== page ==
The study conducted by Cai et al.[15] shows that the effect of spherical geometry is better than other types of geometry, which is also true in our study. In another study conducted by Didi et al. in 2016, Paraffin was a better moderator for neutron flux compared to Water.[16] Also, in 2018, Hila et al. pointed out in their research that Paraffin shows a better performance than Polyethylene in reducing the neutron dose.[17] In the current research, among the materials used, Paraffin and high-density Polyethylene have shown the best performance as neutron absorbers, and another reason for this choice is, in addition to the performance of these materials in reducing the neutron dose in the ICRU sphere, increasing the thermal neutron flux protection is in configuration. The cross-sectional area of thermal neutrons is higher than that of fast neutrons, which causes thermal neutrons to be absorbed around the source, and a smaller amount reaches the ICRU sphere compared to non-thermal neutrons. Due to the absorption of neutrons in their configuration, neutron-absorbing materials cause the production of delayed gamma, which increases the total gamma dose. One of the parts of the present study is the investigation of delayed gamma resulting from neutron absorption. The importance of this issue is the interaction between neutrons and the elements in the shielding layers, which leads to the production of this disturbing beam and choosing efficient shielding. A study conducted by Moadab et al. in 2019 showed that Kennertium had the best results in reducing gamma doses.[18] Due to the high gamma dose outside the shield, it is necessary to use a shield with heavy elements to reduce the gamma dose, then Tungsten and Kennertium were selected as gamma absorbers.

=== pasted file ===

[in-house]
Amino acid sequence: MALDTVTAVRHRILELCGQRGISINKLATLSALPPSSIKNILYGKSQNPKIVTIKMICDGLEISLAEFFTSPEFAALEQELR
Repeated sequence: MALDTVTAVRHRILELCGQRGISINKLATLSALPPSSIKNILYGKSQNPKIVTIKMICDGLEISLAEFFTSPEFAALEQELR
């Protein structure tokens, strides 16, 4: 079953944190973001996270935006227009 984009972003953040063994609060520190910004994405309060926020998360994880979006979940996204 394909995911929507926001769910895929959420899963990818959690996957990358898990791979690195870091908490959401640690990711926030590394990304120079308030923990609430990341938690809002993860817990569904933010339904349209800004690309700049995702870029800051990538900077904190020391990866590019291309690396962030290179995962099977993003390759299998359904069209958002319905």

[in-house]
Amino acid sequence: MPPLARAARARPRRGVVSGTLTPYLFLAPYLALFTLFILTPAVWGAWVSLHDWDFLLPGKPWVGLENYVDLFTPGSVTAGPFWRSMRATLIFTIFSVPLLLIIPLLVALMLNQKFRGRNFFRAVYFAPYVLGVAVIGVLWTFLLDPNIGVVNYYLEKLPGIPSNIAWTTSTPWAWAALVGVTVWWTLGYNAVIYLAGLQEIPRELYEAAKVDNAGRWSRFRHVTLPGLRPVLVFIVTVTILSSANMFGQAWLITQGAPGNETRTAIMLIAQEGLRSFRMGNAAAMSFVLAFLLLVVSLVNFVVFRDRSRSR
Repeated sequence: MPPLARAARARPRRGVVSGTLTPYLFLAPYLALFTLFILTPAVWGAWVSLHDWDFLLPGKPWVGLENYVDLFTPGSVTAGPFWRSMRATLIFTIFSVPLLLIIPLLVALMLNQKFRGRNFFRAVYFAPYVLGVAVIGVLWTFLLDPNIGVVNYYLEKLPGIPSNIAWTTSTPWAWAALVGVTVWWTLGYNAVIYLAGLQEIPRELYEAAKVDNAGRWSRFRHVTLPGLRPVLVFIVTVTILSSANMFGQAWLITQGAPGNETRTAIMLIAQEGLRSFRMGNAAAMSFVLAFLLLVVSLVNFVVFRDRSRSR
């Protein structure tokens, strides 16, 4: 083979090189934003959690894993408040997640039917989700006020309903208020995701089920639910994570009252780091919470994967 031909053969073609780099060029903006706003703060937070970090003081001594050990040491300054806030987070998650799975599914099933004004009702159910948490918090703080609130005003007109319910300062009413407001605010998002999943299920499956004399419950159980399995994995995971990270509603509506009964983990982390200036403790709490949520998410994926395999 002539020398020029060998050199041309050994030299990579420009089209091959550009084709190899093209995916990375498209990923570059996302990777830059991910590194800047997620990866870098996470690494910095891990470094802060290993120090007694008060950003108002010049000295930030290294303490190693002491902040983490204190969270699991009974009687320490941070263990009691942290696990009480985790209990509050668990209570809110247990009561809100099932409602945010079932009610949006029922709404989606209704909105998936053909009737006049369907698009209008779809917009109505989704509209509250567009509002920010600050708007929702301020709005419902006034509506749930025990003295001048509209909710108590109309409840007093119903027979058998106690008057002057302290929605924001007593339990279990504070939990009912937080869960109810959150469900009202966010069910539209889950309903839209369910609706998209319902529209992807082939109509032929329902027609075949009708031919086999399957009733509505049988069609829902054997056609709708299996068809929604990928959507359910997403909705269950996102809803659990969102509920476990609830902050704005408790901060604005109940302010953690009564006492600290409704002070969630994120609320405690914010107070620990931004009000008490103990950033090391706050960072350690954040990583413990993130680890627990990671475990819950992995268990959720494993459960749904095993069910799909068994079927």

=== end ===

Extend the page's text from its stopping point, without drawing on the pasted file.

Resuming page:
In 2018, Cai et al. proved in their research that the optimized composite had better performance than the multilayered state. In the present study, the use of high-density Polyethylene composite and Paraffin showed a higher performance than the multilayer mode to reduce the neutron dose.

According to the research background mentioned in the references,[19],[20] it is possible to make multilayer and composite shields.